I think I also heard that the Enfield “obsession” with bulls-eye accuracy lead to the design having a relatively heavy barrel. Then, to fit within its overall weight allowance, much of the rest had to be lightweight and insubstantial.

      Please note that all of the above is just what I think I know and so may not be “absolute truth”.


  20. I saw this video late, but I think Ian’s introduction of the L85 “more so than any other firearm in current service, a giant scandal of plastic and metal” discounts the existence of the INSAS which tries pretty damned hard to be more of a fiasco.

  21. I was in a TA unit equipped with SMG for all ranks we were a bit niche. We were among the last on the schedule to be converted to SA80 but because of the mag release problem the initial issue had been sent back to the factory, so the end of the production ran on and we kept our SMG, however the 9mm procurement had run down and the system ran out of ammunition for our annual ranges!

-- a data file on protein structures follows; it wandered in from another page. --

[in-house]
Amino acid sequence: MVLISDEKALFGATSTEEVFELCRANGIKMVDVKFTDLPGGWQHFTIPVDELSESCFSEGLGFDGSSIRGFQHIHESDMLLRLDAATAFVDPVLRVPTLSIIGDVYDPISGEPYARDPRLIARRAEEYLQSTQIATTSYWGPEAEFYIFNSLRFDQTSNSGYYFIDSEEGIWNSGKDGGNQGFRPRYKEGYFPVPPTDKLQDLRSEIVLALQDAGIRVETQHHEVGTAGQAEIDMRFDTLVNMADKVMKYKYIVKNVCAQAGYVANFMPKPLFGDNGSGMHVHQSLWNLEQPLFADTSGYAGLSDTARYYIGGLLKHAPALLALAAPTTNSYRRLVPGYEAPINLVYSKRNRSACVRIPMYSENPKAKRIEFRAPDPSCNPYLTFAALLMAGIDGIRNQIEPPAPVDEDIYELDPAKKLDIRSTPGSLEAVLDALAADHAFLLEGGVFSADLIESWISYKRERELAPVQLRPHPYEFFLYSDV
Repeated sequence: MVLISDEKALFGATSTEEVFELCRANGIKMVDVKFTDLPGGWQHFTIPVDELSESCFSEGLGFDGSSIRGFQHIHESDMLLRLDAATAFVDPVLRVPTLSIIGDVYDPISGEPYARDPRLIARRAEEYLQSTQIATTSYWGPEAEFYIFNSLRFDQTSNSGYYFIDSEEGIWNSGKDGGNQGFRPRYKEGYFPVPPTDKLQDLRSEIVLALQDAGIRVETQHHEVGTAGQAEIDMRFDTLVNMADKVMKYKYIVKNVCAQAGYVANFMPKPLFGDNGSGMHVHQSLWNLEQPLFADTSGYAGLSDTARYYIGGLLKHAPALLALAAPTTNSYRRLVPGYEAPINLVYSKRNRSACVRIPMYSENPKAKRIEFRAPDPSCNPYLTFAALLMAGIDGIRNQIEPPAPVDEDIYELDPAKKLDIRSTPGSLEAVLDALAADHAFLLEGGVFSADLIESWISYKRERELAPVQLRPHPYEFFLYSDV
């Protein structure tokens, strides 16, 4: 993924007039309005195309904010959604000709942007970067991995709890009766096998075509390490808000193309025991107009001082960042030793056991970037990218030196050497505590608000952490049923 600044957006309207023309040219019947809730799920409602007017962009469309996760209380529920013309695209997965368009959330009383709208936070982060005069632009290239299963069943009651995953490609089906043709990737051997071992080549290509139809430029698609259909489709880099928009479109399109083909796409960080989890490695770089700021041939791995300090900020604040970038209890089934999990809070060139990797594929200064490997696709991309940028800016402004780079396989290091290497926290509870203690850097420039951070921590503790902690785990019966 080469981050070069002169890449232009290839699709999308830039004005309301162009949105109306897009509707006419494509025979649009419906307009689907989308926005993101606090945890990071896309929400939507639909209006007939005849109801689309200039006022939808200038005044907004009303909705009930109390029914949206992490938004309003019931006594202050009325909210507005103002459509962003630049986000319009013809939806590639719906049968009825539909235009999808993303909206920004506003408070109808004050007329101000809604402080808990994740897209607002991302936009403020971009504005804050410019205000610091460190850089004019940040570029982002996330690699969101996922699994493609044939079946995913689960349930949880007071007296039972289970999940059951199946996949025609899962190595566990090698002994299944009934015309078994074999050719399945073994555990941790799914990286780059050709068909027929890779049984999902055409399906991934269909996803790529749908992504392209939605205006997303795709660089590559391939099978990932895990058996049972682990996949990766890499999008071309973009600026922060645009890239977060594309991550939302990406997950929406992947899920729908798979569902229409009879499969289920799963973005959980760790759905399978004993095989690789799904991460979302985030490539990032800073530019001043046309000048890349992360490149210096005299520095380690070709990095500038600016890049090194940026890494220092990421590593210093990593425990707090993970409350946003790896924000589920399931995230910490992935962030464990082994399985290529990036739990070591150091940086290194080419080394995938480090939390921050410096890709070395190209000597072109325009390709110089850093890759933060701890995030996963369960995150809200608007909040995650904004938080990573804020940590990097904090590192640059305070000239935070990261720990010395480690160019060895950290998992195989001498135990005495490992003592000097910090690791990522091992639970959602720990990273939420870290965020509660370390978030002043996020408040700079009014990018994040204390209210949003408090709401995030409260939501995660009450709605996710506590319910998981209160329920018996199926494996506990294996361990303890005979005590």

When I first saw the weapon on the back of a bus to the ranges I thought it was some sort of drill rifle as I could not believe how flimsey the furniture etc looked compared with SLR and SMG let alone the Bren.

    I was quite an old dog to learn new tricks and found the two part sling took a bit to get used to.

    I can confirm that Royal Engineers got iron sights. It was an accurate weapon.

Leave a Reply

Your email address will not be published.